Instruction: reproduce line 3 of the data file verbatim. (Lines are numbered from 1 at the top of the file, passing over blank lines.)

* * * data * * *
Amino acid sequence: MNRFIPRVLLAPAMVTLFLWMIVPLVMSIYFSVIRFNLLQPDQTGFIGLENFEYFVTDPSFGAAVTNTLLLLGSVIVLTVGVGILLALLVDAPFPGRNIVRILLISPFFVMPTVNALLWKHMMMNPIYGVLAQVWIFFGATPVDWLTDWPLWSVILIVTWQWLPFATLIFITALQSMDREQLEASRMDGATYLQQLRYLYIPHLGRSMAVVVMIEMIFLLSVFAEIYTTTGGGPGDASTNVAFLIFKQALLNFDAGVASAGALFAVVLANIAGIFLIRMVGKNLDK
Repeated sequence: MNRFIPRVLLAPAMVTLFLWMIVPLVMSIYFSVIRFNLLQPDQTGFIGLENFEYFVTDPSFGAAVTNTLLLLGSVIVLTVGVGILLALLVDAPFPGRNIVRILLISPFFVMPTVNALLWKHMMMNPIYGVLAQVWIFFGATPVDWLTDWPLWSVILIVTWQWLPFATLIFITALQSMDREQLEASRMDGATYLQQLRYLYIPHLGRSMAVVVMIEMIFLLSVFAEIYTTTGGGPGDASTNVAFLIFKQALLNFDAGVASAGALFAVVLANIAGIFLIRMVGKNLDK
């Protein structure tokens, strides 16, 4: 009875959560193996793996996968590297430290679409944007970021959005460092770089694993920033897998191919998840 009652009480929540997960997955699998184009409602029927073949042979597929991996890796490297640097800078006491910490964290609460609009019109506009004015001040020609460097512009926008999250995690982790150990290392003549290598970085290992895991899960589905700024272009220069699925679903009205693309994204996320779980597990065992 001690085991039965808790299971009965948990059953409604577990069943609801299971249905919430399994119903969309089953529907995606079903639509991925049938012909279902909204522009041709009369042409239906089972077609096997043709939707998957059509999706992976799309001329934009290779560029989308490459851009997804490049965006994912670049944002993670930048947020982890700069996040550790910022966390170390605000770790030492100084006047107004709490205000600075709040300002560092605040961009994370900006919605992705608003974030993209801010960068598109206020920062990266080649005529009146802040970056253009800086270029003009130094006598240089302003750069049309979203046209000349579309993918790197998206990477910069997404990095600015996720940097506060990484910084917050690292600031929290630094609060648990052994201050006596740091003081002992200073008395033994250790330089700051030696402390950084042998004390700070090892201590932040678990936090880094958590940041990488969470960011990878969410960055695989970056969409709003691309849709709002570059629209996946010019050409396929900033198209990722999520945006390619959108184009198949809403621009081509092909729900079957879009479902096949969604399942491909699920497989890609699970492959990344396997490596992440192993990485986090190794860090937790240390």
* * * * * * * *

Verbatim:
């Protein structure tokens, strides 16, 4: 009875959560193996793996996968590297430290679409944007970021959005460092770089694993920033897998191919998840 009652009480929540997960997955699998184009409602029927073949042979597929991996890796490297640097800078006491910490964290609460609009019109506009004015001040020609460097512009926008999250995690982790150990290392003549290598970085290992895991899960589905700024272009220069699925679903009205693309994204996320779980597990065992 001690085991039965808790299971009965948990059953409604577990069943609801299971249905919430399994119903969309089953529907995606079903639509991925049938012909279902909204522009041709009369042409239906089972077609096997043709939707998957059509999706992976799309001329934009290779560029989308490459851009997804490049965006994912670049944002993670930048947020982890700069996040550790910022966390170390605000770790030492100084006047107004709490205000600075709040300002560092605040961009994370900006919605992705608003974030993209801010960068598109206020920062990266080649005529009146802040970056253009800086270029003009130094006598240089302003750069049309979203046209000349579309993918790197998206990477910069997404990095600015996720940097506060990484910084917050690292600031929290630094609060648990052994201050006596740091003081002992200073008395033994250790330089700051030696402390950084042998004390700070090892201590932040678990936090880094958590940041990488969470960011990878969410960055695989970056969409709003691309849709709002570059629209996946010019050409396929900033198209990722999520945006390619959108184009198949809403621009081509092909729900079957879009479902096949969604399942491909699920497989890609699970492959990344396997490596992440192993990485986090190794860090937790240390």